Note: This is an encore post from 2005 and originally appeared on the 1947project.
BY ERNIE BUSHMILLER
Exterior, Day. A city sidewalk. Nancy and Sluggo are carrying heavy packages on their shoulders.
NANCY: Wow… These packages are heavy
SLUGGO: Yep—but the man gives us a nickel for each one we deliver
Rear view, Nancy and Sluggo
SLUGGO: Well—this is our tenth trip
NANCY: Yep—fifty cents each so far
Front view, Nancy and Sluggo
NANCY: Phew—This is our last load
SLUGGO: Boy—I’m all in
Nancy and Sluggo, empty-handed, each with an arm frozen in the air at a right angle as if they were still carrying packages.
POLICE OFFICER (peering around corner): ?
Nothing might seem less suitable for a description without visual aids than the comics page, but an example isn’t really necessary, for to have seen one panel of “Nancy” is to have seen them all. The characters inhabit a land that never feels the hand of time, an unidentified cityscape of bulgy cars with fat, balloon tires unchanged by the whims of taste.
Unlike other artists, Bushmiller refused to alter his characters over time. Sluggo is clearly no slave to fashion—the newsboy cap has come and gone several times and yet he has never abandoned it, no matter how outré it becomes. And what of Nancy’s ensemble: Plaid skirt, fuzzy sweater with just a hint of a Peter Pan collar—and that pincushion hairstyle with an impudent bow. A classic look. Karl Lagerfeld, take note.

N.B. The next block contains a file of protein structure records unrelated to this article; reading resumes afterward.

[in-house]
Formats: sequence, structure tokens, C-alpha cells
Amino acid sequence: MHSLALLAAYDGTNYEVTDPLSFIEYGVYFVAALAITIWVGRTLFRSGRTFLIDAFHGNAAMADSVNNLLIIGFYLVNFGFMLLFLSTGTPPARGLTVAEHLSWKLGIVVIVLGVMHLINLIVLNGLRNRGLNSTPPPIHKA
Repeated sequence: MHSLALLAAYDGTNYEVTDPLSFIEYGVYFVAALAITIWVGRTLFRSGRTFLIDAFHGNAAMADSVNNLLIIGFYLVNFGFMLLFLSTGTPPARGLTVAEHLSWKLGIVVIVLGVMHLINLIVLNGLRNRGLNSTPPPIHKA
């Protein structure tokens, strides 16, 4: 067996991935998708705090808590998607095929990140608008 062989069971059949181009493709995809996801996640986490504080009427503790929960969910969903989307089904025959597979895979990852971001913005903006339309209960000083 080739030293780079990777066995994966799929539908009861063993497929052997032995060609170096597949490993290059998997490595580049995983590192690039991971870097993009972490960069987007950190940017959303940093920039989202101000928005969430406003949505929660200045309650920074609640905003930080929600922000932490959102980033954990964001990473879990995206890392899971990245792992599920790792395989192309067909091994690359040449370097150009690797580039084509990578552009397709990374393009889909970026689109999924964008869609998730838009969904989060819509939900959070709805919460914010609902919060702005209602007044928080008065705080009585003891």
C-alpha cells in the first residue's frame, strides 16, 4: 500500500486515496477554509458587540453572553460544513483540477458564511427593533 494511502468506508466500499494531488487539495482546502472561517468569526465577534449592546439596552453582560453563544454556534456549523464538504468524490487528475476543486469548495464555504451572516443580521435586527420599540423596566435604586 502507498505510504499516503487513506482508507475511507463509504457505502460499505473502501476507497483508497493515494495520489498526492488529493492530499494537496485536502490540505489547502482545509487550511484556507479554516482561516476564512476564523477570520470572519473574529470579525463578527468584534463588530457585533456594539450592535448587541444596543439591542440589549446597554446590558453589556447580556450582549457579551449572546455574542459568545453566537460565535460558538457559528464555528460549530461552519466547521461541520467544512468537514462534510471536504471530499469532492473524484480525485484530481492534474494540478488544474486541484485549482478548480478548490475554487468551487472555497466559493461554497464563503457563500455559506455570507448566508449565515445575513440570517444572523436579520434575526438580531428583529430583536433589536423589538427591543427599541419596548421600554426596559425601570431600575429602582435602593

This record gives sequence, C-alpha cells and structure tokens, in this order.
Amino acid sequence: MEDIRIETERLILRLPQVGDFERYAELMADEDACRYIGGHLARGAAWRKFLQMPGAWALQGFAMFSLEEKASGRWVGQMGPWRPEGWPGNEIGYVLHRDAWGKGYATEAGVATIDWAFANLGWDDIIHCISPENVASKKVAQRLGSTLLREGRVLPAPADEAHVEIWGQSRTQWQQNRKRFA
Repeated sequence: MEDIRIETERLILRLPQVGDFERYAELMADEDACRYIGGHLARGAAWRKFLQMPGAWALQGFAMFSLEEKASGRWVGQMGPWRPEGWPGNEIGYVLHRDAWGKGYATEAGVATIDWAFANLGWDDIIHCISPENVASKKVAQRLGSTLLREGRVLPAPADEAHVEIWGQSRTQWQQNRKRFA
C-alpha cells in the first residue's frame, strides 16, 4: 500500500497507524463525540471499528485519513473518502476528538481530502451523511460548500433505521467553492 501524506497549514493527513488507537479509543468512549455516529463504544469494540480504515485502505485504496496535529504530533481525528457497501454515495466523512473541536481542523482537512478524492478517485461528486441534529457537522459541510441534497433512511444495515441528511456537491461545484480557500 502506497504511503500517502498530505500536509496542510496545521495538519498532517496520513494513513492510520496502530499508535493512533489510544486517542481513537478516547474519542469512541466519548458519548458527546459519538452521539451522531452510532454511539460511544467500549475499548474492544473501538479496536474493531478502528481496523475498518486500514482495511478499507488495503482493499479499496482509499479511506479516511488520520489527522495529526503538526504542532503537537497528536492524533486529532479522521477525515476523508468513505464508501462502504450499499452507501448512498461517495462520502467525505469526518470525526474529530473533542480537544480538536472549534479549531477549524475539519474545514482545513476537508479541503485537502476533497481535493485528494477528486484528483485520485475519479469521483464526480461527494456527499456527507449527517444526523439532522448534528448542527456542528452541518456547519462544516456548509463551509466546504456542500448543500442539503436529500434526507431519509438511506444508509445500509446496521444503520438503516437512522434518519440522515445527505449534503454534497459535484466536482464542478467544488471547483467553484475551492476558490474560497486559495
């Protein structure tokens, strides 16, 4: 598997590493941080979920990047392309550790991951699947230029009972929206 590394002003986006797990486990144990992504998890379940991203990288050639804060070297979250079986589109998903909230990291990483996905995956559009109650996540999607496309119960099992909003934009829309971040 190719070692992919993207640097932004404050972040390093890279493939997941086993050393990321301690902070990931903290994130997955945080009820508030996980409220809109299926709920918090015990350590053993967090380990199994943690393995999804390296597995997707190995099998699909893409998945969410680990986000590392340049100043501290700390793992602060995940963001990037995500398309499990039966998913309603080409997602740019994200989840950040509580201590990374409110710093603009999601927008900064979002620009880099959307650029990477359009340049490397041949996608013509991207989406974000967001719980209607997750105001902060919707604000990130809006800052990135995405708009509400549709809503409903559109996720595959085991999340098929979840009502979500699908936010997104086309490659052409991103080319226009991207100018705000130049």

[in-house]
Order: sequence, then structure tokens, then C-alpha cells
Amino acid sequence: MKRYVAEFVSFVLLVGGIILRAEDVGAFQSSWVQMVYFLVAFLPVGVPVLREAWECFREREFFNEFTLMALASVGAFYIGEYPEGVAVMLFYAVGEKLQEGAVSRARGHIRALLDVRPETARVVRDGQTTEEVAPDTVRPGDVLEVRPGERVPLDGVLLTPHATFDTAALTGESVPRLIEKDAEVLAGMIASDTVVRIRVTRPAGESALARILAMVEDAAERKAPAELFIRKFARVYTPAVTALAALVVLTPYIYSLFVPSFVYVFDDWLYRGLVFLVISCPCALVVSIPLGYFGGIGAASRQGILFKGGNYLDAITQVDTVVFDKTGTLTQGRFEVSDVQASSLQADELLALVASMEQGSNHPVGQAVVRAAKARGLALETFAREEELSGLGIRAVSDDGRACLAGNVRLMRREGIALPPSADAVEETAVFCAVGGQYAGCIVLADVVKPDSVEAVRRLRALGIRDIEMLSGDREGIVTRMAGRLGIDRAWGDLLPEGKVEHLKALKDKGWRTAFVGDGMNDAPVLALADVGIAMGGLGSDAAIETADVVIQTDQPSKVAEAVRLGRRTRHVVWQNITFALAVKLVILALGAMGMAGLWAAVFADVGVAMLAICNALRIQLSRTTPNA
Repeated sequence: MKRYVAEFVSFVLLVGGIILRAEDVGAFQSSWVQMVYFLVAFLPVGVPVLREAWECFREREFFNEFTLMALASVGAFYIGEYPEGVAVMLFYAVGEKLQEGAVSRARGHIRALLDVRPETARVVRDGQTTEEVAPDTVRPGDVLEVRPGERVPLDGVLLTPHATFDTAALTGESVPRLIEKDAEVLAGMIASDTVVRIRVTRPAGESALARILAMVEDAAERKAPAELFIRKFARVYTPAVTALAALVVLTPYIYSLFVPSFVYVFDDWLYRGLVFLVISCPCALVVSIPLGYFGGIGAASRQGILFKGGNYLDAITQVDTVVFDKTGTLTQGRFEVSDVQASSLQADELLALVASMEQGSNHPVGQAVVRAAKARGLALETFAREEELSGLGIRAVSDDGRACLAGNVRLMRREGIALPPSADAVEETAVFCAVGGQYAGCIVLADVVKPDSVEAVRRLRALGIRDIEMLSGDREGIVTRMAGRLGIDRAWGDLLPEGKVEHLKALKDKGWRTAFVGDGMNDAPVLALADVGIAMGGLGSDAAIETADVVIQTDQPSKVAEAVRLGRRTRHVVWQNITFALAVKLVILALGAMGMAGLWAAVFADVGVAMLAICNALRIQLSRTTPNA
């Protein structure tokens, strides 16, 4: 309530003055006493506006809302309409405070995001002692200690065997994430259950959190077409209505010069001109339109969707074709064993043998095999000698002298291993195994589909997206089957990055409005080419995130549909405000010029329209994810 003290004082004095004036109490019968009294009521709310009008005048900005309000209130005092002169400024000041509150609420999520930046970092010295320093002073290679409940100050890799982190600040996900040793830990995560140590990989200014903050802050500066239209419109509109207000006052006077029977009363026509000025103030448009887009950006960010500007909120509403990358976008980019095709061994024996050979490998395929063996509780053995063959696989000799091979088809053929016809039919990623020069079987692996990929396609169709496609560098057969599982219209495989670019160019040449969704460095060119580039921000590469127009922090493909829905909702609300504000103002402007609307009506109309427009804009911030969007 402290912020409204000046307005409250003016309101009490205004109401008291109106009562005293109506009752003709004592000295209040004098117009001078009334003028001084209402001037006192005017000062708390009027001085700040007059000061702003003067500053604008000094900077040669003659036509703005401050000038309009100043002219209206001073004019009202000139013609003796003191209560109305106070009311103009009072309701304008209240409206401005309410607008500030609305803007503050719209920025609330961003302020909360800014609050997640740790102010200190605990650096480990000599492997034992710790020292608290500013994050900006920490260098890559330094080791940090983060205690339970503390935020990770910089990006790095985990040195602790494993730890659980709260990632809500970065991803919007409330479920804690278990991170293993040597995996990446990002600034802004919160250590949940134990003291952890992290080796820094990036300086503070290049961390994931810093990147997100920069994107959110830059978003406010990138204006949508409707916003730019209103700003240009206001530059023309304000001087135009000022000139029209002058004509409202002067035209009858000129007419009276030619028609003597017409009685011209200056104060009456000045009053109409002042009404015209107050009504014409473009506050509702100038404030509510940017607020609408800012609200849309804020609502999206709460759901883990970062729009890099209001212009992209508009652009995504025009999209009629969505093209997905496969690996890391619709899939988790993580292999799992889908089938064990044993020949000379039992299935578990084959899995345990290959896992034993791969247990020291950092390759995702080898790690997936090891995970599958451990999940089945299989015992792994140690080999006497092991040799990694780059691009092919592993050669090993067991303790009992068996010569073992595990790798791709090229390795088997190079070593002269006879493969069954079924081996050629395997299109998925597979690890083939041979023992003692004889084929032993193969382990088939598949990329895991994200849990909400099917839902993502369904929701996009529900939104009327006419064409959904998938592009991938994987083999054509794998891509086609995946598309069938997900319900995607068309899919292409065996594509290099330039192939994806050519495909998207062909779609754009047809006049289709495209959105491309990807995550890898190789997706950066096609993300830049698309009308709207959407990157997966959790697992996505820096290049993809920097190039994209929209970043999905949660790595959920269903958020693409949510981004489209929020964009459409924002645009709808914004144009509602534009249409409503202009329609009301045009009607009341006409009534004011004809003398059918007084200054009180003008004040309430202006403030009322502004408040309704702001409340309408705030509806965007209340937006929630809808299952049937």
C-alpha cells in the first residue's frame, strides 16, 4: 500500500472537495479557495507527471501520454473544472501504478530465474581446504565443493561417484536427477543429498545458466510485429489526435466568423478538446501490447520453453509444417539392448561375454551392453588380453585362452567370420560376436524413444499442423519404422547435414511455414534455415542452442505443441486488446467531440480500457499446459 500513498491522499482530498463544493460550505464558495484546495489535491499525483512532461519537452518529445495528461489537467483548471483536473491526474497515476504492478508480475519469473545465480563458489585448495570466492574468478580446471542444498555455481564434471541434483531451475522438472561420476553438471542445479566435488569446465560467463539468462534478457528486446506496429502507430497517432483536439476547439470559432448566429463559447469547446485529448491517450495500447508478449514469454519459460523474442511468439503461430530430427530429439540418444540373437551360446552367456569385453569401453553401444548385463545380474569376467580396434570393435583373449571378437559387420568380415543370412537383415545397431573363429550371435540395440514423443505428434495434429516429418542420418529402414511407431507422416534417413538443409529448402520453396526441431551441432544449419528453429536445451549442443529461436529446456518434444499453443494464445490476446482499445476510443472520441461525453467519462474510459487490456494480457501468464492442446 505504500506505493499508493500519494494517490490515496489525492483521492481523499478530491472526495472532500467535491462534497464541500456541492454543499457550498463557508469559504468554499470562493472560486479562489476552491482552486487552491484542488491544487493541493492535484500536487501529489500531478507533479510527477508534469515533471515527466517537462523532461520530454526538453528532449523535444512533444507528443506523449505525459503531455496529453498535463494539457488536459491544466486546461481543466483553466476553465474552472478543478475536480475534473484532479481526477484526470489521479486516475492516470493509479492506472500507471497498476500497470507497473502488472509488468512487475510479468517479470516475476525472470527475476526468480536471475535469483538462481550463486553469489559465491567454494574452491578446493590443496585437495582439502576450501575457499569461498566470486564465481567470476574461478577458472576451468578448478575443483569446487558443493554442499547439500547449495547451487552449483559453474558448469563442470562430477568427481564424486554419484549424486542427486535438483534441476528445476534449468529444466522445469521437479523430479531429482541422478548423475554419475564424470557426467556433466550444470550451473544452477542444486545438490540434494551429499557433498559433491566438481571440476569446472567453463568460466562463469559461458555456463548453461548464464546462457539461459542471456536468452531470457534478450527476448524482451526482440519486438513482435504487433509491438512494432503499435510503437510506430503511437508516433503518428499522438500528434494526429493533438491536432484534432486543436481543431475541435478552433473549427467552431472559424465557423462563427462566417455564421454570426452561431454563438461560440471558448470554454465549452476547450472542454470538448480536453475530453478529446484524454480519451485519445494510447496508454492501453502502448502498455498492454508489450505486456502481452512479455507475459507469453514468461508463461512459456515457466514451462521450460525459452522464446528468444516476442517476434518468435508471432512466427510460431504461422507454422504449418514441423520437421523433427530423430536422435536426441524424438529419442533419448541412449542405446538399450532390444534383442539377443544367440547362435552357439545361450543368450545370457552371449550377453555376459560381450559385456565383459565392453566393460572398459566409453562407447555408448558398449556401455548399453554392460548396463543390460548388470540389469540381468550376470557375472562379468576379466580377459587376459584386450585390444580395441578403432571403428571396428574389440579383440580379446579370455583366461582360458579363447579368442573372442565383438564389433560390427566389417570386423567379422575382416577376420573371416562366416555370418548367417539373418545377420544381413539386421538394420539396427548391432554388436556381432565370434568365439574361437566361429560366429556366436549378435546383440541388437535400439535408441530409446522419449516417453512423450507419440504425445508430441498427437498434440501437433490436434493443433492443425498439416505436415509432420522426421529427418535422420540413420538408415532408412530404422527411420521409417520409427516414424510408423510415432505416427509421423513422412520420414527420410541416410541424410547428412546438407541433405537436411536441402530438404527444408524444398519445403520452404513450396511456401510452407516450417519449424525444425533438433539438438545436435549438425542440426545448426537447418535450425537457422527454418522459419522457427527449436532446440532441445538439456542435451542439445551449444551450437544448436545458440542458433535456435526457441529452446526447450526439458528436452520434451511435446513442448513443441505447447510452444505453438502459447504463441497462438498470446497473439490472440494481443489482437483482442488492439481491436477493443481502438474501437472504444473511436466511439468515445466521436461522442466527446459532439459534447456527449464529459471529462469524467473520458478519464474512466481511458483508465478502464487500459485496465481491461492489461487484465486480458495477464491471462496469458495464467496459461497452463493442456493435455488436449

Nancy’s companions on July 18, 1947, are a mostly familiar bunch—at least if one can imagine a comics page before “Peanuts.” “Brenda Starr,” “Mary Worth” and “Gasoline Alley” are well-known faces, while Chester Gould demonstrates his usual prescience for the future by creating a villain named “Coffyhead” to match wits with Dick Tracy. Perhaps the most surprising is “Li’l Abner,” showing that Al Capp once had a remarkably liberal bent. But I must say, it’s a treat to see first-rate artwork when papers still ran comics at a decent size.